Rejected by nearby towns, tiny home built by at-risk youth in Brockville, Ont. sits empty
BROCKVILLE, ONT. -- A tiny home in Brockville, Ont. that was built by at-risk youth sits empty in front of the building it was constructed in, waiting to find a permanent location.
The home was built over 10 weeks in late 2020 by the Employment & Education Centre’s ‘We are the Change' program and finished in January.
It was meant to go to a widow in Athens, Ont. in need of affordable housing.
But organizers were told they wouldn’t be allowed to put the home in Athens because they didn’t have inspections from the local building code officer.
“We have had engineers do the drawing, stamped the drawing, they've come and done the inspections. That was the process, because what we're doing here is something new by pre-fabricating this tiny home," program coordinator Heather Brisebois said.
The problem: the home did not have a final destination when the build began.
"Each municipality can have their own bylaws and have their own officer, but for something like this, because it's not in the building code, we were able to follow other rules which was the national building code and that engineers are absolutely authorized to give us the drawings and come and do the inspections," Brisebois said.
Engineer Andrew Melchers says his team created the plans for the build and oversaw construction, conducting site reviews along the way to the requirements of the provincial building code.
"Now when we hit the building permit process, the municipalities are putting up a bit of a fight because they weren't able to do their own reviews," he said. “We went to Professional Engineers Ontario and they pointed us in the direction of a practice guideline that actually tells engineers how to go about a project like this and so we followed all the regulations and rules there.
“It really comes up to the municipalities willingness to rely on an engineering judgement in this case.”
In its current state, the building is considered an uninstalled pre-fabricated component of a home, since it's not sitting on a foundation, Melchers said.
Once it's on a foundation, that's when it becomes a building and requires a permit.
"The pre-fabrication stage is a little bit interesting in the building code because it's kind of new ground that they haven't caught up to yet," said Melchers. "It's still a great building, it's been completely engineered and inspected to Ontario building code standards, it just unfortunately can't be put in an Ontario municipality right now."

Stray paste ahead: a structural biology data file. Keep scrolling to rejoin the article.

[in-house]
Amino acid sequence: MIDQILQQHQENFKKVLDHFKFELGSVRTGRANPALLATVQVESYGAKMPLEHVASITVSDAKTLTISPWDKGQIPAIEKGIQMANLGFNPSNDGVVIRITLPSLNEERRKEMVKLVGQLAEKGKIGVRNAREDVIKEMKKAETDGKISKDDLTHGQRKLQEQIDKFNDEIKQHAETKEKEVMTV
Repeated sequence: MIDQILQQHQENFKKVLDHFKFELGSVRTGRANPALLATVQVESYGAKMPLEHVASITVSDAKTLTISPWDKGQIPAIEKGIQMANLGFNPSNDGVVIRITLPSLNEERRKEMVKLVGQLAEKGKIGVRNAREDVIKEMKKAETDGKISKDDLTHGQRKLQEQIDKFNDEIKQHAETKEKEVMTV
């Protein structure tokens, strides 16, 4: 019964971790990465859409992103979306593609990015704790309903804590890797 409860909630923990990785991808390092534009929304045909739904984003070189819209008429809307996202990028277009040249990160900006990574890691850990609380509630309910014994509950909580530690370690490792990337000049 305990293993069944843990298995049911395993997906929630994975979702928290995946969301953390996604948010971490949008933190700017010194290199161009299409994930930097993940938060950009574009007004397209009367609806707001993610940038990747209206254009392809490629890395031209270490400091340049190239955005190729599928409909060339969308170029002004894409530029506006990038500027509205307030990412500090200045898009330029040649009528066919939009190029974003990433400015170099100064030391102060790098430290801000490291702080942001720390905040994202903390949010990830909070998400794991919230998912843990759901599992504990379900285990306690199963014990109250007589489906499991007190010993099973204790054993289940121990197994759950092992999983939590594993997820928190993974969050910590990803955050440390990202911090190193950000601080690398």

The team is looking at other possibilities to find this tiny house a permanent location, like taking the case to the building code commission.
"Potentially we could be setting the precedent for how we go about this type of project," said Melchers. But he said the process could take years.
Another option would be to send the building to a First Nation, which isn’t bound by the same policies as the Ontario building code.
"Most First Nations follow the national building code which doens't have this building code inspection process, so it's a big possibility that this building could go on first nations land," Melchers said.
Melchers says that the home construction industry is headed in the way of more pre-fabricated and modular buildings to meet the demand of the housing crisis.
"The more we can pre-fabricate in a shop over the wintertime, the more we can build in the summer," he said. "As an engineer, we're trying to enable that a little too soon and now these processes and policies have to catch up to the changing construction methodology."
The widow in Athens the home was meant for has since found affordable housing, but Brisebois says it's been a frustrating ordeal nonetheless.
"We are in a housing crisis and we don't have enough affordable housing for our community, so having a house that's sitting here vacant when someone could be housed is really heartbreaking," she said.
She also feels bad for the students who took part in the build, as what they've accomplished sit uninhabited.
"It's been difficult. It's had an impact on the youth that built this house, knowing it hasn't gone anywhere," she said.
"I don't think frustrating is the right word; it's mildly disappointing," Melchers said. "You know, there is someone out there that needs a house that can't get it."
"I think it will find a home," he added. "We have a couple avenues we can go down. It’s not dead in the water just yet.
Brisebois said a second tiny home is already under construction by another group of students, and while that program has faced some delays, the group has learned something from the first build.
That home will be in Brockville, and because they know the exact location, the group has obtained a partial building permit.